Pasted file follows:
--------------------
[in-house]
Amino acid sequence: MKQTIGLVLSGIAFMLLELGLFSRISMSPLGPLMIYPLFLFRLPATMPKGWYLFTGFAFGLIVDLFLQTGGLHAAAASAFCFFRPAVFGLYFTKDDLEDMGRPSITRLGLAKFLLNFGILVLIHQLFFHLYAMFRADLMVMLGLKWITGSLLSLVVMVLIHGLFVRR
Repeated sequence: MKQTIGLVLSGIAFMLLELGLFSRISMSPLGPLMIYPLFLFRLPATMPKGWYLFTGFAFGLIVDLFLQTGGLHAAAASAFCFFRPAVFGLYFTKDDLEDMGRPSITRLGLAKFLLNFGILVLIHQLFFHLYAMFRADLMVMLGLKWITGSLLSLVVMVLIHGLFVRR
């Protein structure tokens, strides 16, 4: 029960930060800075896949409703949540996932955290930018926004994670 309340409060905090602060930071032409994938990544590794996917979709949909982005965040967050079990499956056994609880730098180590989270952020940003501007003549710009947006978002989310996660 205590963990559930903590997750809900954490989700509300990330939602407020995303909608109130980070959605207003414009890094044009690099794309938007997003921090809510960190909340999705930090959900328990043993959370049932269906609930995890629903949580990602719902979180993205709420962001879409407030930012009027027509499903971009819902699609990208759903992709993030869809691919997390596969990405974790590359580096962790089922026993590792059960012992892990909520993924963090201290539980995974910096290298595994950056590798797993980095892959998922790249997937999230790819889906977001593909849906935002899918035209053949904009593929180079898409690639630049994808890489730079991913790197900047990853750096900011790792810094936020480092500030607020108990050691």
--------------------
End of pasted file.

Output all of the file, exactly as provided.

[in-house]
Amino acid sequence: MKQTIGLVLSGIAFMLLELGLFSRISMSPLGPLMIYPLFLFRLPATMPKGWYLFTGFAFGLIVDLFLQTGGLHAAAASAFCFFRPAVFGLYFTKDDLEDMGRPSITRLGLAKFLLNFGILVLIHQLFFHLYAMFRADLMVMLGLKWITGSLLSLVVMVLIHGLFVRR
Repeated sequence: MKQTIGLVLSGIAFMLLELGLFSRISMSPLGPLMIYPLFLFRLPATMPKGWYLFTGFAFGLIVDLFLQTGGLHAAAASAFCFFRPAVFGLYFTKDDLEDMGRPSITRLGLAKFLLNFGILVLIHQLFFHLYAMFRADLMVMLGLKWITGSLLSLVVMVLIHGLFVRR
């Protein structure tokens, strides 16, 4: 029960930060800075896949409703949540996932955290930018926004994670 309340409060905090602060930071032409994938990544590794996917979709949909982005965040967050079990499956056994609880730098180590989270952020940003501007003549710009947006978002989310996660 205590963990559930903590997750809900954490989700509300990330939602407020995303909608109130980070959605207003414009890094044009690099794309938007997003921090809510960190909340999705930090959900328990043993959370049932269906609930995890629903949580990602719902979180993205709420962001879409407030930012009027027509499903971009819902699609990208759903992709993030869809691919997390596969990405974790590359580096962790089922026993590792059960012992892990909520993924963090201290539980995974910096290298595994950056590798797993980095892959998922790249997937999230790819889906977001593909849906935002899918035209053949904009593929180079898409690639630049994808890489730079991913790197900047990853750096900011790792810094936020480092500030607020108990050691």